Let yourself acknowledge that this can suck.

I’ve said this a lot in my mental health blogs, but allowing myself to say that diabetes does in fact suck sometimes, has done WONDERS for my mental health. 

Appreciating the little thing.

Does that need anymore explaining?

Always asking for a supervisor and be a self-proclaimed expert.

Whenever I am talking to an insurance or medical company (actually almost any situation- not just related to diabetes), I turn myself into a self-proclaimed expert and ask for the supervisor. No offense to the first person on the phone (usually), but I find I can get a little further and what I need or want. I also find they know more about whatever is going on. It’s much faster for me, and I usually get less angry. I also make sure I know about company policies, laws, etc. and I have phone numbers, employee info, dates, etc in this big book of what I call “The Book of When Shit Happens.” I don’t play- I come (or call) to win.

Give your supplies some flair. 

If we have to look at some of these devices on a very regular basis... we might as well enjoy what we are looking at and make it show off our personality too, right?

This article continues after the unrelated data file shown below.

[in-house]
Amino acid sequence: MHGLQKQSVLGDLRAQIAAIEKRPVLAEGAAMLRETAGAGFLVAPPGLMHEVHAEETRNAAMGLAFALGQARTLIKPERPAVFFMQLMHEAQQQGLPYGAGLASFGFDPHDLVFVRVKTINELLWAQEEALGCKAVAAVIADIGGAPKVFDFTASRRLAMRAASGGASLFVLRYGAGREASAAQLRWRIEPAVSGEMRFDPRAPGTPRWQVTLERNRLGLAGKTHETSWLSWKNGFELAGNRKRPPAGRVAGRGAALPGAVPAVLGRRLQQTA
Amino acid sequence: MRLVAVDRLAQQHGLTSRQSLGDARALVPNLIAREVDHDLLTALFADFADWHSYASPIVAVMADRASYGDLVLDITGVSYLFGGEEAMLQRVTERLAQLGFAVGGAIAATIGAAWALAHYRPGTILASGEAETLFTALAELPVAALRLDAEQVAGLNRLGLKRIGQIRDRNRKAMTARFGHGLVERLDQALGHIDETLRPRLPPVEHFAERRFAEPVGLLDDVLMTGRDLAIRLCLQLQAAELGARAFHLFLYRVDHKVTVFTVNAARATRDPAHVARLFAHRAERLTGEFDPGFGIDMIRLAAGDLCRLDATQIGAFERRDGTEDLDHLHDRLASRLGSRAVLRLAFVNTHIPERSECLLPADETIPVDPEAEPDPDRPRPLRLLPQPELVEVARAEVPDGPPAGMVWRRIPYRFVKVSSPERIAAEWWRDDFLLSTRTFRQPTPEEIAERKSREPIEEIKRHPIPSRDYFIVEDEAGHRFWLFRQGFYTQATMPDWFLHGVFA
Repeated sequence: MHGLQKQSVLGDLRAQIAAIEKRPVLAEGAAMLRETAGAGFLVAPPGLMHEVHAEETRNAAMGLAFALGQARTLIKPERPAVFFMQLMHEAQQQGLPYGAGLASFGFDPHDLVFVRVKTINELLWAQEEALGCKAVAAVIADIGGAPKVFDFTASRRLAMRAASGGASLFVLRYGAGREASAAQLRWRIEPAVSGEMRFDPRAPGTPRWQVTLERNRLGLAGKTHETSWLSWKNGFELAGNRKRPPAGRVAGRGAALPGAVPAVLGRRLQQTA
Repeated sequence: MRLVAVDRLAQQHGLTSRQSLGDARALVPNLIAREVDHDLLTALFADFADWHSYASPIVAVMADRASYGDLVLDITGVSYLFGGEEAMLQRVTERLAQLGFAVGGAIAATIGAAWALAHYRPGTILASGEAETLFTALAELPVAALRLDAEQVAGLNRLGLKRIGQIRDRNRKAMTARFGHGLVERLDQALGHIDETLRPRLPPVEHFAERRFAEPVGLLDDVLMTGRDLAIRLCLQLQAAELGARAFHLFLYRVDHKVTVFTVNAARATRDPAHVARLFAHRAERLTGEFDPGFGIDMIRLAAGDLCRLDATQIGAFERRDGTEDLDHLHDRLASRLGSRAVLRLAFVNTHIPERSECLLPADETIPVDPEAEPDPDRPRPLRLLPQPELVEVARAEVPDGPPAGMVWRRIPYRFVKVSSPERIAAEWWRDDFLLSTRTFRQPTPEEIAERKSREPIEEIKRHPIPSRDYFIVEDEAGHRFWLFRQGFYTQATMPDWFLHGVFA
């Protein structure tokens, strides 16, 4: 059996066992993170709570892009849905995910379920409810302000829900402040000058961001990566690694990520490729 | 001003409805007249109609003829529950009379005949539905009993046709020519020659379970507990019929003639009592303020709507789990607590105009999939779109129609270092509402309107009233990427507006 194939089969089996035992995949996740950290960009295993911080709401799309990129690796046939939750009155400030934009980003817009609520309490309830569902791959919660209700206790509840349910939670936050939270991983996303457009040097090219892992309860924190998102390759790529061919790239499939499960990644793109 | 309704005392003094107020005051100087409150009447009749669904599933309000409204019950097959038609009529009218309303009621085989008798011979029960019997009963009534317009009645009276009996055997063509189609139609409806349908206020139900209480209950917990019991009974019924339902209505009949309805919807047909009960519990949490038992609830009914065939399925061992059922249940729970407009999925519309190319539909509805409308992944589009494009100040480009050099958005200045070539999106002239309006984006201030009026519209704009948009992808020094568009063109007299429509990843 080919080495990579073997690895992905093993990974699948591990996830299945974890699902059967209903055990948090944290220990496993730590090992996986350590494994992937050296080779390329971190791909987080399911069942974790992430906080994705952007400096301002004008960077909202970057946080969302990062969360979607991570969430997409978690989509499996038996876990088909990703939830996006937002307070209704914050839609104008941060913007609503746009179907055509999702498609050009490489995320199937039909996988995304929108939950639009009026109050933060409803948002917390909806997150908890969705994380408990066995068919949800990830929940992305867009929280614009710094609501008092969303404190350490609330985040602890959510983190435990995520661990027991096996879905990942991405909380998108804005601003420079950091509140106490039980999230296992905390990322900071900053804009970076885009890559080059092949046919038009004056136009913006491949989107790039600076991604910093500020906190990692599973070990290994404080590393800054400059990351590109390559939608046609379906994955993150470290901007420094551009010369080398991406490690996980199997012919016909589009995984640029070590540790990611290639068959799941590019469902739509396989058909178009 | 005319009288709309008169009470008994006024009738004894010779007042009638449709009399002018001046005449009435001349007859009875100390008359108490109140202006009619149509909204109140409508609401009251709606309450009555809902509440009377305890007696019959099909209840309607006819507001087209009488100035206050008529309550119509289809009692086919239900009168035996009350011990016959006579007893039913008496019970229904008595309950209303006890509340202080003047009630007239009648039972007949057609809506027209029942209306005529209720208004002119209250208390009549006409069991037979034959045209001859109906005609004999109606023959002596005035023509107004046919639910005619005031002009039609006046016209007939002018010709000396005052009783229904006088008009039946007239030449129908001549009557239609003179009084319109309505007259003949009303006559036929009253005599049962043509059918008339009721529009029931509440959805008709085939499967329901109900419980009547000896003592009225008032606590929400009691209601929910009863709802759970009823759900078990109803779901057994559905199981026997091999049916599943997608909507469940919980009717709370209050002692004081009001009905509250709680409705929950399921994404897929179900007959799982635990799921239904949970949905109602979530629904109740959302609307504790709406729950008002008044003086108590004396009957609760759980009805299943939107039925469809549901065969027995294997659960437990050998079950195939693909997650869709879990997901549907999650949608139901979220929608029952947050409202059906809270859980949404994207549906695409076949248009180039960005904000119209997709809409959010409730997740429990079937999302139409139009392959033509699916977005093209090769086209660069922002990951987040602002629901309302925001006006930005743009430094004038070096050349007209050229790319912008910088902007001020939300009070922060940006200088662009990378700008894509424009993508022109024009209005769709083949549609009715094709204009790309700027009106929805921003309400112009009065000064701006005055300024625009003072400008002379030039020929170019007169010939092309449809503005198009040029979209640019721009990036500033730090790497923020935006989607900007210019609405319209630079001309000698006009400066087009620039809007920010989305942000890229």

Carrying extras with me

I always try to carry extra pump supplies, insulin, low supplies, etc- with me wherever I go, and I have it “hidden.” In my gym bag, in my purse, in my office, etc. I carry short acting insulin pens with me because I run out of insulin at the worst times! I also write the date when I open any insulin, and for example with my short acting pens- when I get close to one month- I use it to fill my cartridge. But sometimes… I forget to replenish… But mistakes happen.

Do something about it. 

Whenever I have a not so great experience, get upset, something bad happens, etc, the BEST way for me to deal and process and cope- is to do something- try and do some advocacy– like I firmly believe- there can always be the big and the little things within advocacy. I don’t want to have to go through whatever it was again, but I also don’t want others to have to go through either- no sense in always recreating the wheel.